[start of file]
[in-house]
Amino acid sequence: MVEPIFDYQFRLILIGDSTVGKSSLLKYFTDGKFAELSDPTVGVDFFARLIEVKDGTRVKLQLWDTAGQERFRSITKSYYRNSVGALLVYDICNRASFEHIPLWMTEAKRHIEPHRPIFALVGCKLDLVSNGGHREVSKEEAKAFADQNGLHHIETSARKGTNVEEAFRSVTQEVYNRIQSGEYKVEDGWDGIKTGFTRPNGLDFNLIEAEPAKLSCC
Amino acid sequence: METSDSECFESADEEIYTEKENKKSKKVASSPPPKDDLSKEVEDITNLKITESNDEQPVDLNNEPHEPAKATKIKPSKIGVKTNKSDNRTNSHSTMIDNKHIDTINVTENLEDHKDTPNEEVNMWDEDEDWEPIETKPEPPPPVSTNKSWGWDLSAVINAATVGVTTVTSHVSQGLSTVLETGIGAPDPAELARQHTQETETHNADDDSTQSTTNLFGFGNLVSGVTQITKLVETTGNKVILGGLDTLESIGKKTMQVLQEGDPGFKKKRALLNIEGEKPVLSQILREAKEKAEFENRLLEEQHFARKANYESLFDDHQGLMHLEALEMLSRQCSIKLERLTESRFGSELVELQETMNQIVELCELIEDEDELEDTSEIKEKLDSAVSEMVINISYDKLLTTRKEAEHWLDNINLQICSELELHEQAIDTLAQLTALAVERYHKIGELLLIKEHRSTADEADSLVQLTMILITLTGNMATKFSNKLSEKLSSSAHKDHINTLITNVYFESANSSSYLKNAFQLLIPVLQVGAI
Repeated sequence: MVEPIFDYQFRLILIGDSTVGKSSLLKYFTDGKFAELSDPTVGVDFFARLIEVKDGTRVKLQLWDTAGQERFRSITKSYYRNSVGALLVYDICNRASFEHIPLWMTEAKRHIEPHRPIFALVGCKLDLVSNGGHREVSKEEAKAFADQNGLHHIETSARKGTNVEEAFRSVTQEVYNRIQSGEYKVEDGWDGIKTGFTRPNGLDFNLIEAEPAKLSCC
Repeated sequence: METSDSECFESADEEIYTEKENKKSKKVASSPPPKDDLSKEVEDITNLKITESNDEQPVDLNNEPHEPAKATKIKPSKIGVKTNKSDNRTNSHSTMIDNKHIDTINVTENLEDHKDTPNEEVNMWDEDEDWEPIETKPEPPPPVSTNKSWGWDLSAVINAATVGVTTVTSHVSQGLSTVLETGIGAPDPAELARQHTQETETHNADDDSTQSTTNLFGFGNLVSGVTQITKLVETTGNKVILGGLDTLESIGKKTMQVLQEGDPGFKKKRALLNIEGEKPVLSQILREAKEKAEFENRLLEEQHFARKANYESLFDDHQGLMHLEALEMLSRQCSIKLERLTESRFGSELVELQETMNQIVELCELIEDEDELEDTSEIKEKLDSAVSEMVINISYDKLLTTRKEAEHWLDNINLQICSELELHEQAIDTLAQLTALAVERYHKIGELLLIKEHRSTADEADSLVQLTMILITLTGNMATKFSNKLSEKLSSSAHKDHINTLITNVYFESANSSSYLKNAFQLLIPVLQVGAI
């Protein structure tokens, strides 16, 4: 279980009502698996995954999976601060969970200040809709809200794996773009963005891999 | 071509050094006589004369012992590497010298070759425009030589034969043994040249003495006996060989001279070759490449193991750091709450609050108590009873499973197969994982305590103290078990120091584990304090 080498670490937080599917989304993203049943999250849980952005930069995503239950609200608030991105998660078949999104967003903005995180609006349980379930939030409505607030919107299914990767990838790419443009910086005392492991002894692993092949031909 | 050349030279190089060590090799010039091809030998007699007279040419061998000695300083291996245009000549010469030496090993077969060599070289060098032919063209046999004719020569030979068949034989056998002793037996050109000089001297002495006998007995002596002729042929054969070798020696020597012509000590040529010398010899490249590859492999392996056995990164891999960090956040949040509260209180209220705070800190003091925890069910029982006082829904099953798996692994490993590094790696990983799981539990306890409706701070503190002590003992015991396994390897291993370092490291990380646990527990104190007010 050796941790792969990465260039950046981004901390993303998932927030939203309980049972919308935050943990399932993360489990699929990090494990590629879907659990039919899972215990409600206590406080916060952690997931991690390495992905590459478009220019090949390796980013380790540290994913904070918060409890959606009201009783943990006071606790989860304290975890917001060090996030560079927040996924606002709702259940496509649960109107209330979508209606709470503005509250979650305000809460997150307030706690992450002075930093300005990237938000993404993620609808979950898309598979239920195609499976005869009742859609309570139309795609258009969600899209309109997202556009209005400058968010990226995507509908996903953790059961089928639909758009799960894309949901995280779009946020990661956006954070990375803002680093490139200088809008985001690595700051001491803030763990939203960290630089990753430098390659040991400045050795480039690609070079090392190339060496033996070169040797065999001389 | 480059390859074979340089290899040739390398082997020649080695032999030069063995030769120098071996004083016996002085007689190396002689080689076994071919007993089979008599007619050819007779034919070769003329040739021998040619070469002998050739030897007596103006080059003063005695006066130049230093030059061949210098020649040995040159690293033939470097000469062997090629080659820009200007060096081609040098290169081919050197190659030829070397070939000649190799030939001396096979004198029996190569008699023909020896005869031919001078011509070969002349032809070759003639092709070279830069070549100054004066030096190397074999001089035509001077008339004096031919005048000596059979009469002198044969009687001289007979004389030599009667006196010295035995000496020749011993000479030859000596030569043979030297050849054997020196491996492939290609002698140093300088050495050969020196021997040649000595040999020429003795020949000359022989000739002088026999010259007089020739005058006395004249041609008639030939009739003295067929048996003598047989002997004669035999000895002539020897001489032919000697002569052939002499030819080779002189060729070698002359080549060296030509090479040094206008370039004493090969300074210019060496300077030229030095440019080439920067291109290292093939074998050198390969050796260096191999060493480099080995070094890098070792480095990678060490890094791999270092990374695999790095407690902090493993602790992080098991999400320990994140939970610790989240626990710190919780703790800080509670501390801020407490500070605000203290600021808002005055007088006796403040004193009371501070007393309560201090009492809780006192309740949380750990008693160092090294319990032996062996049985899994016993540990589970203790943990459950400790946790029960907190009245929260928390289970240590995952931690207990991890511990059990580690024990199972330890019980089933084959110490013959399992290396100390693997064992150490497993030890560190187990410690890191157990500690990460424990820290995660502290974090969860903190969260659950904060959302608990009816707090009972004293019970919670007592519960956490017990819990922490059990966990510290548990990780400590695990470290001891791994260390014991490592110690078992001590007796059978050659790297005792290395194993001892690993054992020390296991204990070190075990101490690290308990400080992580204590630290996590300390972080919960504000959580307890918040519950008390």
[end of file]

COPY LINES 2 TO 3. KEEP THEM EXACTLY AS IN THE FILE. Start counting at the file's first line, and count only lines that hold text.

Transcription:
Amino acid sequence: MVEPIFDYQFRLILIGDSTVGKSSLLKYFTDGKFAELSDPTVGVDFFARLIEVKDGTRVKLQLWDTAGQERFRSITKSYYRNSVGALLVYDICNRASFEHIPLWMTEAKRHIEPHRPIFALVGCKLDLVSNGGHREVSKEEAKAFADQNGLHHIETSARKGTNVEEAFRSVTQEVYNRIQSGEYKVEDGWDGIKTGFTRPNGLDFNLIEAEPAKLSCC
Amino acid sequence: METSDSECFESADEEIYTEKENKKSKKVASSPPPKDDLSKEVEDITNLKITESNDEQPVDLNNEPHEPAKATKIKPSKIGVKTNKSDNRTNSHSTMIDNKHIDTINVTENLEDHKDTPNEEVNMWDEDEDWEPIETKPEPPPPVSTNKSWGWDLSAVINAATVGVTTVTSHVSQGLSTVLETGIGAPDPAELARQHTQETETHNADDDSTQSTTNLFGFGNLVSGVTQITKLVETTGNKVILGGLDTLESIGKKTMQVLQEGDPGFKKKRALLNIEGEKPVLSQILREAKEKAEFENRLLEEQHFARKANYESLFDDHQGLMHLEALEMLSRQCSIKLERLTESRFGSELVELQETMNQIVELCELIEDEDELEDTSEIKEKLDSAVSEMVINISYDKLLTTRKEAEHWLDNINLQICSELELHEQAIDTLAQLTALAVERYHKIGELLLIKEHRSTADEADSLVQLTMILITLTGNMATKFSNKLSEKLSSSAHKDHINTLITNVYFESANSSSYLKNAFQLLIPVLQVGAI